VW will form a joint venture with Horizon Robotics of China to advance autonomous driving.

The largest automaker in Europe wants to regain market share in China by advancing its ADAS and autonomous driving (AD) technologies.

On October 13, the Volkswagen Group revealed that Horizon Robotics, a Chinese unicorn that specializes in energy-efficient computing solutions for ADAS and AD features, will collaborate with Cariad, the company’s software division.

According to its announcement, Volkswagen intends to invest roughly EUR2.4 billion ($2.35 billion) in the partnership. In addition, Cariad and Horizon will form a joint venture in which the former would own 60% of the stock. In the first half of the following year, the transaction is anticipated to be finished.

According to Reuters, Volkswagen will contribute EUR 1.3 billion to the joint venture and EUR 1 billion to Horizon.
According to rumors, Cariad’s lack of development hampered the Volkswagen Group’s efforts to build intelligent vehicles and contributed to Herbert Diess’ resignation as previous CEO.

The manufacturer claimed that the collaboration with Horizon would further the integration of several tasks on a single chip, improving system stability, saving money, and lowering energy usage.

A member of Volkswagen AG’s management board for China, Ralf Brandstatter, claimed that localized ADAS and AD technology development will provide the area more autonomy to strengthen its position in the market and customize its goods and services to satisfy Chinese consumers’ expectations.

Brandstatter further said that because Cariad will actively develop the solutions with the Chinese firm, the collaboration with Horizon is deeper.

According to a statement made last month, since its founding in 2015, Horizon has supplied more than 1.5 million processors worldwide and forged alliances with more than 20 automakers. The company, which is funded by Intel, has supplied BYD, Audi, Li Auto, Continental, and many other companies, according to its website.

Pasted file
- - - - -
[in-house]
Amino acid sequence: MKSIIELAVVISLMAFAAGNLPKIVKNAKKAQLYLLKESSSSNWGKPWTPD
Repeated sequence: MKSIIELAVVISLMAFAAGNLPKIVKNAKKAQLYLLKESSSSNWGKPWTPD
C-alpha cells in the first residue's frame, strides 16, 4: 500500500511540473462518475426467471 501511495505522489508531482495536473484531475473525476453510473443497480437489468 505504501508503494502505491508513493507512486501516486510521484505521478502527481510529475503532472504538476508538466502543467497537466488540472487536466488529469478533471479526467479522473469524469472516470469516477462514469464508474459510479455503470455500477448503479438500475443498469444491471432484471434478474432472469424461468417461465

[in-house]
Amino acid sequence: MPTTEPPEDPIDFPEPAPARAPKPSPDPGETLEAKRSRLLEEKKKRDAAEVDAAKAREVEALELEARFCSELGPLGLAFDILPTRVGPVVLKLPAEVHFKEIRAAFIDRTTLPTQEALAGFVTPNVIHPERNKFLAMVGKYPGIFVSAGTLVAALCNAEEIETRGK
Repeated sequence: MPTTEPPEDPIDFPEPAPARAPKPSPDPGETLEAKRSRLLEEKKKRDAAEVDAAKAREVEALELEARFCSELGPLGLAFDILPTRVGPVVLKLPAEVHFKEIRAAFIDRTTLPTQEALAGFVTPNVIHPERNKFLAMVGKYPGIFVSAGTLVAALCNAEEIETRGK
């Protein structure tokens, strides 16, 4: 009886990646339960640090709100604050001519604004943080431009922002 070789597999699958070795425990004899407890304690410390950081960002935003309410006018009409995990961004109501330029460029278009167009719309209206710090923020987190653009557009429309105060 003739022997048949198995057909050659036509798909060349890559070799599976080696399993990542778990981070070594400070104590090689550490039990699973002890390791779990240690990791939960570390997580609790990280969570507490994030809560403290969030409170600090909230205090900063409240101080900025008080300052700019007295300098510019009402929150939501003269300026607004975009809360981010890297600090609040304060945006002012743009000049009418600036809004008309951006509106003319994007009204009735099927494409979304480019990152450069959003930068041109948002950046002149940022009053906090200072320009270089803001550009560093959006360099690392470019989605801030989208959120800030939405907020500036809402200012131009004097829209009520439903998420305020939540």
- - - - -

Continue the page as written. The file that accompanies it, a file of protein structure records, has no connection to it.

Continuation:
In China, Volkswagen already has a number of cooperative ventures. The automaker reportedly holds a 75% ownership in a joint venture with JAC Motors, according to CnEVPost. In addition, it owns 40% of Changchun’s FAW-Volkswagen and 50% of Shanghai’s SAIC Volkswagen.

Despite holding the top spot in China for years, according to supply chain sources, the German manufacturer has seen a fall in sales in the last two years. Due to limitations imposed by international automotive rules, the business found little freedom in employing different semiconductors for its automobile models. The circumstance gave domestic Chinese automakers a chance to prosper.

Due to China’s well-established software and Internet of Things (IoT) markets, consumers there are more likely to be amenable to new car electronics features than consumers in other regions.

Volkswagen lags behind its Chinese rivals NIO, XPeng, and Li Auto in terms of developing improved software and the frequency of over-the-air (OTA) upgrades. Sources claimed that the German corporation is still constrained by the attitude of a traditional automaker.

For instance, Volkswagen has only implemented the first step of OTA updates after great thought. As a result of their excessive reliance on OTA updates, Tesla and a few other automakers with Chinese roots are subject to Chinese government regulation.

Cariad’s ability to create in-car entertainment systems, AD software, and other technologies in China will be aided by the relationship with Horizon.


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